The U.S. Postal Service announced Thursday that it plans to move mail processing and distribution out of Augusta, one of 223 closings nationwide, which ultimately will lengthen the time it takes first-class mail to get from one mailbox to the next.
The closures will affect more than 30,000 postal workers and save about $2.1 billion a year, according to figures provided by the Postal Service.
“As a result of studies begun five months ago, the Postal Service has made the decision to move all mail processing operations from the Augusta Processing and Distribution Facility to the Columbia, S.C., and Macon Processing and Distribution Centers,” according to a news release from the Postal Service. “Once the transfer is completed, the mail processing operation in Augusta will cease.”
The announcement listed 13 other facility closings in Georgia, including Athens and Swainsboro, and one in South Carolina.
A date has not been set for the transition, and there would be no change to retail service at the Augusta post office, according to the announcement. Also, bulk mail services provided at the main Augusta post office will not be affected by the closure, Postal Service spokesman Stephen Seewoester said.
Seewoester said the number of employees affected in Augusta has not been determined. Some employees might move to other jobs at other facilities, he said. The Postal Service previously said there could be 30 jobs lost, with 80 employees transferring to expanded plants in Macon, Ga., and Columbia.
“We won’t know the number of employees who will be leaving our workforce until much later in this process,” Seewoester said in an e-mail. “We project nationally a reduction of 30,000 full-time and 5,000 noncareer positions.”
He said the announcement was made to provide time for planning and notification to employees to comply with existing labor agreements.
It caught some by surprise, however, considering the Postal Service had agreed in December to a moratorium on closing or consolidating post offices and mail-processing facilities until May 15.
“Not only was I not informed, but we had a fixed and firm agreement from the Postal Service that we would be notified before any announcement to Postal Service customers or employees,” said U.S. Rep. John Barrow, D-Ga.
Barrow said the agreement was to allow time for his office to advocate on behalf of his constituents.
He said even after he heard about the announcement Thursday, he had trouble getting complete information from the Postal Service.
“We can’t get a straight answer,” he said.
The Postal Service said the planned consolidation is contingent on the “outcome of pending rulemaking for a proposal to revise existing service standards,” which would lengthen the time it takes some mail to be delivered.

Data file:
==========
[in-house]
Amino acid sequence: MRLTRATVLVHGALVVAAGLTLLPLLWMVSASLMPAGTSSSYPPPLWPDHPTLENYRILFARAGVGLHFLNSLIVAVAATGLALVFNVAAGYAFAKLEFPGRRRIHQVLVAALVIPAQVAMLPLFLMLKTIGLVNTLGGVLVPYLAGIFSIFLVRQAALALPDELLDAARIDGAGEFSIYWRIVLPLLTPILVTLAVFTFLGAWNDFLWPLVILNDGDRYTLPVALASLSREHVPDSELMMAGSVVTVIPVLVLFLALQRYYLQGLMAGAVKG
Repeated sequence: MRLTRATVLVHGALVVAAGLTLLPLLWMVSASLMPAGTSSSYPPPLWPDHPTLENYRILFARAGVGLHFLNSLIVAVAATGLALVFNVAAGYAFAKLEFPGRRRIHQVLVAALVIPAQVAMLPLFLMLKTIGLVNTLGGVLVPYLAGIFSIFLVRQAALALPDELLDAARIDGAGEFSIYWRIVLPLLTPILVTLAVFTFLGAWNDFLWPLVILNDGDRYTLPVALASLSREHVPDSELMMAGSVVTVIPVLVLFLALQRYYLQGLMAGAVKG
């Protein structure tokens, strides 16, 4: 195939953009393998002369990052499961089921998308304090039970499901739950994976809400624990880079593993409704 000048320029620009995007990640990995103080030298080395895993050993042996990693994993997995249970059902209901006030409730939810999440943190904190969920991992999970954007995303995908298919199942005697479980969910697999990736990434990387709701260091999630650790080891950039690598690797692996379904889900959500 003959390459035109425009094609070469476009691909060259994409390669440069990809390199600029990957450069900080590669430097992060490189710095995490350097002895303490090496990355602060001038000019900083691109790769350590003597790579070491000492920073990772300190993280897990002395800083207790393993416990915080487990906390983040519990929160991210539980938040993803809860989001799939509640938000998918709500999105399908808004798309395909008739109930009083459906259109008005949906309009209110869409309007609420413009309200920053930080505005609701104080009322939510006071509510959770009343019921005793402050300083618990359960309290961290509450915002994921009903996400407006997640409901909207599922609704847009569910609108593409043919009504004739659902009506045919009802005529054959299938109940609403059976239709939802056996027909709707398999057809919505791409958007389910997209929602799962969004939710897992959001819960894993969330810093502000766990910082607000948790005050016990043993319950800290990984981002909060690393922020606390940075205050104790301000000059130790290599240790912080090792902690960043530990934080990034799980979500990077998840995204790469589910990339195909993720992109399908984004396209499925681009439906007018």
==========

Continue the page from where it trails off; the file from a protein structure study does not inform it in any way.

“The decision to consolidate mail-processing facilities recognizes the urgent need to reduce the size of the national mail-processing network to eliminate costly underutilized infrastructure,” Chief Operating Officer Megan Brennan said. “Consolidating operations is necessary if the Postal Service is to remain viable to provide mail service to the nation.”
Mark Barkley said he visits the Augusta main post office at least twice each week with business mail that needs to be delivered across the country. He mailed more than 400 pieces of mail Thursday.
“I certainly am not in favor of it,” he said, referring to the closure.
Barkley said he probably would resort to paying extra to have some mail taken directly to the processing center in Columbia to make sure it gets delivered in a timely manner.
“It won’t be free, but I may have to do that,” he said.
Gerald Engelking said he also relies on timely delivery because he works as a courier for a law office in Augusta. He said he often brings mail downtown to the Augusta office to ensure it is processed the same day. Closing the Augusta mail processing center will be a problem for his employers he said.
“That’s not going to help us out,” he said.
Barrow said he hopes there is still a way to keep Augusta’s center open, but even if that doesn’t happen, there needs to be more discussion put into revamping America’s postal system.Saving one processing plant will not have a great impact when so many others are closing, he said, and the result will be felt by businesses that rely on mail delivery across the nation. He said he is not sure the full economic impact has been calculated by those looking at the Postal Service’s bottom line.
“It will result in a delay of all the mail, all of the time,” Barrow said.